TOKYO — For years, as Japan tried to boost its chronically weak economic growth, it pursued what its central bank saw as a magic formula: stronger inflation and a weaker yen.
It didn’t quite work as intended. Inflation never met the government’s modest target, despite rock-bottom interest rates and heaps of fiscal stimulus. Workers’ wages stagnated, and growth remained anemic.
Now, Japan is suddenly getting what it wished for—just not in the way it had hoped.
While overall inflation remains moderate, food and energy costs are rising rapidly, an outgrowth not of increased demand but of market turmoil related to the pandemic and Russia’s invasion of Ukraine. And the yen has hit a two-decade low against the dollar, a dizzying drop of more than 18 percent since September that has unnerved Japanese businesses.
The twin forces are posing yet another challenge for the world’s third-largest economy as Japan trails other major nations in emerging from the economic blow of the pandemic. The rise in prices has spooked Japanese consumers used to decades of stability, and the weak yen is starting to look as if it will depress demand at home more than stimulate it abroad.
“The yen depreciation is attacking the weakest point of the economy,” said Takahide Kiuchi, an economist at the Nomura Research Institute who served on the Bank of Japan’s policy board. Households, he said, “are facing an increase in prices of every imported good,” and “the situation is undermining consumer sentiment even in advance of actual inflation.”
The worries about the depreciating yen reflect a gradual shift in the Japanese economy over the past decade.
In a previous era, when Japan was a manufacturing superpower, a weak yen would have been cause for celebration, making Japanese exports cheaper abroad, increasing the value of revenue earned overseas and attracting foreign investment.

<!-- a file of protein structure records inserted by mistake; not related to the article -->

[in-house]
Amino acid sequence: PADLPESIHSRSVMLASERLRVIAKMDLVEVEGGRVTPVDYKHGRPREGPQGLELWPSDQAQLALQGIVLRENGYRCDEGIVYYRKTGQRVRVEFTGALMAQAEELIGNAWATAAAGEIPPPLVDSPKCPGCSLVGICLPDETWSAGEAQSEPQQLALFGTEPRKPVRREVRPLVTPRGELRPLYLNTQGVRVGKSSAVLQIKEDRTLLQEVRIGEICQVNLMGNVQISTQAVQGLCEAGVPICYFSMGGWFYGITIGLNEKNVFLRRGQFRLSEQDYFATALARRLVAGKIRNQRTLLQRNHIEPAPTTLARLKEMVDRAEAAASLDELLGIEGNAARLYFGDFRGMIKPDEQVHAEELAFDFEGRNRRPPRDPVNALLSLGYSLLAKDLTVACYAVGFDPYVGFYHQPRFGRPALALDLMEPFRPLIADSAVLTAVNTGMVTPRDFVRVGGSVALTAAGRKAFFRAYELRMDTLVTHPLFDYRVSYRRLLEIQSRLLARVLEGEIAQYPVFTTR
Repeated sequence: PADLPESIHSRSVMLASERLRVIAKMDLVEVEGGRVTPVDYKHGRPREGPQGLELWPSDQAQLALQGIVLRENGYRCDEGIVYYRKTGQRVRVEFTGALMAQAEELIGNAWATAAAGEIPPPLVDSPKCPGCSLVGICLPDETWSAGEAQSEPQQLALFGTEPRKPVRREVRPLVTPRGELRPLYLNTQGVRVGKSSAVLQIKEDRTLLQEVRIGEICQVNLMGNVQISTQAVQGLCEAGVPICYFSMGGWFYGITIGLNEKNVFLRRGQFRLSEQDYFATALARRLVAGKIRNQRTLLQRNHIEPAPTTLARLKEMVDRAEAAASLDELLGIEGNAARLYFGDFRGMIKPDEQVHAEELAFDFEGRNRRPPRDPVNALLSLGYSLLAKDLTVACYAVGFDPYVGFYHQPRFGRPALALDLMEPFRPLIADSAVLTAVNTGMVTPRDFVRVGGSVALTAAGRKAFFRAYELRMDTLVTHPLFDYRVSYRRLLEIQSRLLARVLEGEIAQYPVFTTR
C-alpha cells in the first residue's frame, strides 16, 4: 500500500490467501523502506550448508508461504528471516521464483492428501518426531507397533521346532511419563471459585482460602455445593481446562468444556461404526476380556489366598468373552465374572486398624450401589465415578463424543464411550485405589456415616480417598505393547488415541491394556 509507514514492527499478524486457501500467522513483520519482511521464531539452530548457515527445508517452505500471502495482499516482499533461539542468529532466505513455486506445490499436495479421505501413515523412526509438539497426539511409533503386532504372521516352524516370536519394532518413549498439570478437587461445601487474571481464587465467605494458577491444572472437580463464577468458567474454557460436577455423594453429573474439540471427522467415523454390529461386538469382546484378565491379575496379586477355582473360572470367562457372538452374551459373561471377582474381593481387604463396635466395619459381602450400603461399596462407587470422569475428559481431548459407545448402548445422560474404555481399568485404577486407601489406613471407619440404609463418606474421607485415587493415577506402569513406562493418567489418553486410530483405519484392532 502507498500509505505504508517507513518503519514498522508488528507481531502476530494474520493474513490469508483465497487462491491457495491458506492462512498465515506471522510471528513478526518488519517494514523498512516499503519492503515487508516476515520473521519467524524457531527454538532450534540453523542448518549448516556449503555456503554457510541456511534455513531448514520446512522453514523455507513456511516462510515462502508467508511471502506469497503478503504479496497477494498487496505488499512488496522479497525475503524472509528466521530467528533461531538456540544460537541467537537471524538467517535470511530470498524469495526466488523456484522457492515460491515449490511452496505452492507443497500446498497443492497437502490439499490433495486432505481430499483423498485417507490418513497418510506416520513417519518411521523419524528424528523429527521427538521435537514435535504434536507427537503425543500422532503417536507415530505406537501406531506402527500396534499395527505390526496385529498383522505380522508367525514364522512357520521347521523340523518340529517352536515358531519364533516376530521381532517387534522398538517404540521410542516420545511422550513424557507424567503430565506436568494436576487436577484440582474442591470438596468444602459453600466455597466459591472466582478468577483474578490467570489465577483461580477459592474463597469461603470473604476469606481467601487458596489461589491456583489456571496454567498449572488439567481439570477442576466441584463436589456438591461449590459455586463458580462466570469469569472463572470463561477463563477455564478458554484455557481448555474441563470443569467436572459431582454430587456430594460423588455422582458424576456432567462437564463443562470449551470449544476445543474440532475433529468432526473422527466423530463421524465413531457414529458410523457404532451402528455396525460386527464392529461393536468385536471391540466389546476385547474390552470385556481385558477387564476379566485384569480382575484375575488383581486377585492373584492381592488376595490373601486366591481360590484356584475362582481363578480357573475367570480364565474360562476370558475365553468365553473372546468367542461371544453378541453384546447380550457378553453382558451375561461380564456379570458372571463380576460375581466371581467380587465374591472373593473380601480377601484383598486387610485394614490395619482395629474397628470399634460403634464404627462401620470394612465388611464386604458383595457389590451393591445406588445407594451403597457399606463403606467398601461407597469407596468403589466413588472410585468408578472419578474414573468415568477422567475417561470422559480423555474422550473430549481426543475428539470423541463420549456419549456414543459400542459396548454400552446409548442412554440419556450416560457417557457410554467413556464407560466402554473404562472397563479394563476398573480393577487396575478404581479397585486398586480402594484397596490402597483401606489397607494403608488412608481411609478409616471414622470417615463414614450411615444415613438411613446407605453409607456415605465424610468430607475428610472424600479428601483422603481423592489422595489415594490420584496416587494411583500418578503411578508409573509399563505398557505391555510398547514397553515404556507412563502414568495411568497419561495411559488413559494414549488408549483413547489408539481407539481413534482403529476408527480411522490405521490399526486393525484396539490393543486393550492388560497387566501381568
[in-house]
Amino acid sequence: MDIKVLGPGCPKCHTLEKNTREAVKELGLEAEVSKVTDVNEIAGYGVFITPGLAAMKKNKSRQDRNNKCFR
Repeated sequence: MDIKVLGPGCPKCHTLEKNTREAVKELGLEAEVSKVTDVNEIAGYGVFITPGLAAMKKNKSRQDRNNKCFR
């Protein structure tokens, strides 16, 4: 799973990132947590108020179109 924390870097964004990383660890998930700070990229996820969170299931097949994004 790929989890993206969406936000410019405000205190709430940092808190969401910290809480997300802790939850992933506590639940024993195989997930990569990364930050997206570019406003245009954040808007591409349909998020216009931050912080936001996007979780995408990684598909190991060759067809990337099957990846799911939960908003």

But exporting is now less important to the overall Japanese economy, and companies — seeking to avoid trade restrictions and take advantage of cheaper labor costs — have begun to produce more of their products overseas, reducing the impact of exchange rates on their bottom line.
A Bank of Japan report released in January found that although a weak yen continued to aid the economy, its positive impact on exports had shrunk over the decade leading up to the pandemic. Its contribution to inflation, however, had increased during the same period.
The pandemic and the war in Ukraine have most likely amplified the negatives and diminished the positives, said Naohiko Baba, chief Japan economist at Goldman Sachs. Prices have been rising because of manufacturing shutdowns in China and broader logistics chain snarls, as well as the war’s impact on exports of Ukrainian wheat and Russian gas and oil.
For resource-poor Japan, which is highly reliant on imported fuel and food, the drop in the yen has driven already high prices even higher, with the costs of some necessities rising by double-digit percentages. For the first time in over a decade, consumers are paying more for Asahi beer. And one brand of convenience store chicken had its first price increase in more than 35 years.
“From the perspective of exporters, the weaker yen should be beneficial, but for others, it should be neutral or negative,” Mr. Baba said. He added that the potential upside of the currency devaluation had been further reduced by Japan’s decision to continue barring international tourists, who might be eager to take advantage of favorable exchange rates.
There are a number of reasons for the yen’s weakness. Japan’s economy has faltered during the pandemic, and skyrocketing commodity prices have forced importers to sell more yen for dollars to pay their bills.
But the main cause, experts say, is Japan’s insistence on maintaining interest rates near zero even as other central banks, led by the Federal Reserve, raise their own drastically.
The widening spread has triggered a rush to buy dollars as investors look for better returns. And the exodus seems likely to continue.